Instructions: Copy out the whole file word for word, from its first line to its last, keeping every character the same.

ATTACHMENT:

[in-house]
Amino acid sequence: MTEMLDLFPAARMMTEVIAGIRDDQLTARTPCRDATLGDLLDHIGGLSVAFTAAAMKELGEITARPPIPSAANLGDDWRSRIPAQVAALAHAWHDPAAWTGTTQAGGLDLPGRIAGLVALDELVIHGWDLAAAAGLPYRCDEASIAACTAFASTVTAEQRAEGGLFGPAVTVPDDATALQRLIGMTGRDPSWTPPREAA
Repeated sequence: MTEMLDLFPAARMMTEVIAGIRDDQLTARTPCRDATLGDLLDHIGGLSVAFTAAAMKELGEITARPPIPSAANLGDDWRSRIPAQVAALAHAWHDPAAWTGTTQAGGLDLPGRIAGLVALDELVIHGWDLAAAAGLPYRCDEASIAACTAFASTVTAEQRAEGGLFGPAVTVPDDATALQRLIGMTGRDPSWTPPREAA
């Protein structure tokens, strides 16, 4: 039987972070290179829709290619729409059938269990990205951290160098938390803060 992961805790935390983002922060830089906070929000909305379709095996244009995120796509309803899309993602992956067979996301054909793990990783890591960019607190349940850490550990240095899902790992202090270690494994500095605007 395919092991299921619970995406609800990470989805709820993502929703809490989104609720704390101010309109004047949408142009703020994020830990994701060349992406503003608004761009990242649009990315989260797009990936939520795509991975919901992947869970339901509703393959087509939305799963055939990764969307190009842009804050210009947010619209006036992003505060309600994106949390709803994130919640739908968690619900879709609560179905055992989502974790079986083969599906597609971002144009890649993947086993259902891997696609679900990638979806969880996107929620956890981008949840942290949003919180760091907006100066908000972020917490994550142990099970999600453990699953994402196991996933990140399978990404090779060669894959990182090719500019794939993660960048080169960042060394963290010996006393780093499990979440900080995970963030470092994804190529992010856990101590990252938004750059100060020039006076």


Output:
[in-house]
Amino acid sequence: MTEMLDLFPAARMMTEVIAGIRDDQLTARTPCRDATLGDLLDHIGGLSVAFTAAAMKELGEITARPPIPSAANLGDDWRSRIPAQVAALAHAWHDPAAWTGTTQAGGLDLPGRIAGLVALDELVIHGWDLAAAAGLPYRCDEASIAACTAFASTVTAEQRAEGGLFGPAVTVPDDATALQRLIGMTGRDPSWTPPREAA
Repeated sequence: MTEMLDLFPAARMMTEVIAGIRDDQLTARTPCRDATLGDLLDHIGGLSVAFTAAAMKELGEITARPPIPSAANLGDDWRSRIPAQVAALAHAWHDPAAWTGTTQAGGLDLPGRIAGLVALDELVIHGWDLAAAAGLPYRCDEASIAACTAFASTVTAEQRAEGGLFGPAVTVPDDATALQRLIGMTGRDPSWTPPREAA
């Protein structure tokens, strides 16, 4: 039987972070290179829709290619729409059938269990990205951290160098938390803060 992961805790935390983002922060830089906070929000909305379709095996244009995120796509309803899309993602992956067979996301054909793990990783890591960019607190349940850490550990240095899902790992202090270690494994500095605007 395919092991299921619970995406609800990470989805709820993502929703809490989104609720704390101010309109004047949408142009703020994020830990994701060349992406503003608004761009990242649009990315989260797009990936939520795509991975919901992947869970339901509703393959087509939305799963055939990764969307190009842009804050210009947010619209006036992003505060309600994106949390709803994130919640739908968690619900879709609560179905055992989502974790079986083969599906597609971002144009890649993947086993259902891997696609679900990638979806969880996107929620956890981008949840942290949003919180760091907006100066908000972020917490994550142990099970999600453990699953994402196991996933990140399978990404090779060669894959990182090719500019794939993660960048080169960042060394963290010996006393780093499990979440900080995970963030470092994804190529992010856990101590990252938004750059100060020039006076």